Four years after the Lombardia regional council in Italy approved the first law on the ‘Recognition, Protection and Fulfilment of the Right to Food’ in the European context, time seems to be ripe to put food at the centre of analogous political and legislative processes across the European Union.
After the establishment of a Right to Food Observatory in Spain, the Good Food Nation consultations in Scotland and the announcement by the Liberal Democrat party of a Fairer Share for All, the last act of support was that of the United Kingdom Shadow Environment, Food and Rural Affairs Secretary Sue Hayman, who announced few days ago that the UK Labour party – if elected – will formally recognise everyone’s right to food under a new UK Fair Food Act.
We can identify several drivers behind the ongoing attention towards food as a political item even in Europe – and therefore an object of legislative prerogatives: the generalised increase in food poverty, the faltering of life expectancy, the widening of the inequality gap, the desire to fight against the perversity of food waste, and, more importantly, the possibility that food provides to policy makers to talk directly to voters – mainly because you are talking to their stomachs while talking to their brains.
The recognition that food is political and a space for political debate must be welcomed. Yet, the use of food for political purposes – and the use of the right to food in particular – should be handled with care. Throughout history, hunger and lack of food have generated unrest, riots and revolutions. Who is not familiar with the phrase ‘Qu’ils mangent de la brioche’ (Let them eat cake) supposedly pronounced by Queen Marie Antoinette few days before the French revolution? Along the centuries and across geographies, kings, dictators and more democratic governments have tried to feed their people to avoid social unrest and to gain electoral consent. Including by running campaigns stating that Italians should be fed and been housed before migrants.
In this context, the right to food offers the intellectual and legal tools to avoid a strategic use of food as a political opportunity. Despite the general perception that it means the right to be fed or receive adequate and sufficient food, the right to food has a transformative potential that goes beyond the satisfaction of the individual right and that incorporates ecological elements and a strong notion of socio-environmental justice. More importantly, it deploys an understanding of food that pierces the fetishism of the commodity and discloses the complexity of the food system and the way in which rethinking food means rethinking the economy.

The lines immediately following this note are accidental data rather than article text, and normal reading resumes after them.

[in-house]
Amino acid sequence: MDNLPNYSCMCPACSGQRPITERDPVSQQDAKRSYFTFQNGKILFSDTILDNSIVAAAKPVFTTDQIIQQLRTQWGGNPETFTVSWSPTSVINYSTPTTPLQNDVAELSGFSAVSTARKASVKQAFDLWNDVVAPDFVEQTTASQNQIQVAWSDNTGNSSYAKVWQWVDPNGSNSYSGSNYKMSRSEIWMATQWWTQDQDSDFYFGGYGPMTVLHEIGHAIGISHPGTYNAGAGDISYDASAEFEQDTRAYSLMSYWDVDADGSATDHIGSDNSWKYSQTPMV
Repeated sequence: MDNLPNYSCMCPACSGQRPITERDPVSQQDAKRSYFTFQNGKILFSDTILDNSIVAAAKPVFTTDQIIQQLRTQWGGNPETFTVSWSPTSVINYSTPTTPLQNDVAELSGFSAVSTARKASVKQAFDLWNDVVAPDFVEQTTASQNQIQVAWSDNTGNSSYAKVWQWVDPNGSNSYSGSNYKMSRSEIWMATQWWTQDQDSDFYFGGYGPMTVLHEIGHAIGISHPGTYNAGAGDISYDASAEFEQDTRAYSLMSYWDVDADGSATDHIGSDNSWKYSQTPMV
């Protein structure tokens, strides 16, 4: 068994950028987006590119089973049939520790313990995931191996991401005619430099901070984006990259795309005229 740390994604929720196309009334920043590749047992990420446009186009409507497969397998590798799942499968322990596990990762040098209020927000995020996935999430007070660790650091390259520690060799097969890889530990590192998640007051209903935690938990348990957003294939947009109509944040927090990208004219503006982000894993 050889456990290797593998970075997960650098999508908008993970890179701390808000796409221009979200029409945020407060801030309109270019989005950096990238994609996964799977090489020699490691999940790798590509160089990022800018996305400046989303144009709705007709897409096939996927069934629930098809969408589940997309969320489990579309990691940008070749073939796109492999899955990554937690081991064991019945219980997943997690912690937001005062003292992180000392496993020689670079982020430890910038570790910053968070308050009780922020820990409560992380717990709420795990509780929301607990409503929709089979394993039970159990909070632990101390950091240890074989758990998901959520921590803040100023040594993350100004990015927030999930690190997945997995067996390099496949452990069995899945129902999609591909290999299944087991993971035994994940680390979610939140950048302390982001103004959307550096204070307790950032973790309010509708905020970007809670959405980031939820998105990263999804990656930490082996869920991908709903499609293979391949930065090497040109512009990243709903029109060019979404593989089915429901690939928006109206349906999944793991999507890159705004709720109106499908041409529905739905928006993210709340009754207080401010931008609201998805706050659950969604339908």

In the holistic interpretation of the right to food proposed by former United Nations Special Rapporteur on the Right to Food Olivier De Schutter and then strengthened by the current Rapporteur Hilal Elver (and hopefully central to the work of the holder of the future mandate), states fulfil their duties only when three conditions are present: they intervene to guarantee the continuous, stable and effective access to healthy, nutritional and adequate food by everyone who is present in their country; when such food is obtained in a way that fully respect both the people involved in its making and the planet; and when food politics go hand in hand with a wider set of measures aimed at fighting the poverty and inequality that are mainly responsible for food insecurity, unhealthy diets and exploitative food systems. It would not be enough to make food accessible or affordable, as Queen Antoinette wanted to do in 1789: both the food system and the economic system must be re-imagined.
Considering all this, UK Labour’s recent commitment appears as a step in the right direction, although a partial one that raises some concerns. Firstly, it is noteworthy that along with the recognition of the right to food the pledge was made to halve food bank usage within its first year in government and to end the need for them in three years, a statement that highlights the tensions between a charity based access to food and the fulfilment of the right to food. With this move, Labour seems to embrace the content of a letter dated March 2019 where UK and USA signatories denounced the use of food banks as a solution to food poverty and normalisation of food banking as a ‘plaster on a gaping wound of systemic inequality in our societies’. If rights are effective when they are certain, enforceable and independent on contingencies, there is no doubt of the incompatibility with charitable provisioning depending on private donations.